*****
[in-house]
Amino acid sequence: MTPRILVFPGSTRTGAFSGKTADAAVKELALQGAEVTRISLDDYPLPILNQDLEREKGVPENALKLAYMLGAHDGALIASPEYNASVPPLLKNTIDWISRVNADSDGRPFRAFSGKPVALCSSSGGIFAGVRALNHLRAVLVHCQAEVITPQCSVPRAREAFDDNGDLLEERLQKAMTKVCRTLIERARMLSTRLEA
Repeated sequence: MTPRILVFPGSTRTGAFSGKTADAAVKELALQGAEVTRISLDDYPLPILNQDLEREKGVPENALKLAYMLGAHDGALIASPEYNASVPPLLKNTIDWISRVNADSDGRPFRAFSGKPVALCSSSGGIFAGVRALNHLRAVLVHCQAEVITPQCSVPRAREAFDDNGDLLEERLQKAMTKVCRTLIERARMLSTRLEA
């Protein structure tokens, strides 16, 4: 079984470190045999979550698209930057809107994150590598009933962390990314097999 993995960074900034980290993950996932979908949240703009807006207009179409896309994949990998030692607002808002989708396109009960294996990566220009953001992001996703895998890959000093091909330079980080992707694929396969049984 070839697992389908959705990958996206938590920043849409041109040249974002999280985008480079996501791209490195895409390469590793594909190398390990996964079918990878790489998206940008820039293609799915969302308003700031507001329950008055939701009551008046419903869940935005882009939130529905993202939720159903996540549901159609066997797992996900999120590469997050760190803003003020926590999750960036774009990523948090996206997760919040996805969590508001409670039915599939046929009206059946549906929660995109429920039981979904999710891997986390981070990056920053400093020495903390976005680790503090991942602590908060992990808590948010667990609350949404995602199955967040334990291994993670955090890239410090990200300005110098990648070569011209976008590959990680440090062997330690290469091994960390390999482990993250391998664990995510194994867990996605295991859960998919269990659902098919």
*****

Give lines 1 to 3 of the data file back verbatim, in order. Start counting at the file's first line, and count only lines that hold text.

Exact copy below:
[in-house]
Amino acid sequence: MTPRILVFPGSTRTGAFSGKTADAAVKELALQGAEVTRISLDDYPLPILNQDLEREKGVPENALKLAYMLGAHDGALIASPEYNASVPPLLKNTIDWISRVNADSDGRPFRAFSGKPVALCSSSGGIFAGVRALNHLRAVLVHCQAEVITPQCSVPRAREAFDDNGDLLEERLQKAMTKVCRTLIERARMLSTRLEA
Repeated sequence: MTPRILVFPGSTRTGAFSGKTADAAVKELALQGAEVTRISLDDYPLPILNQDLEREKGVPENALKLAYMLGAHDGALIASPEYNASVPPLLKNTIDWISRVNADSDGRPFRAFSGKPVALCSSSGGIFAGVRALNHLRAVLVHCQAEVITPQCSVPRAREAFDDNGDLLEERLQKAMTKVCRTLIERARMLSTRLEA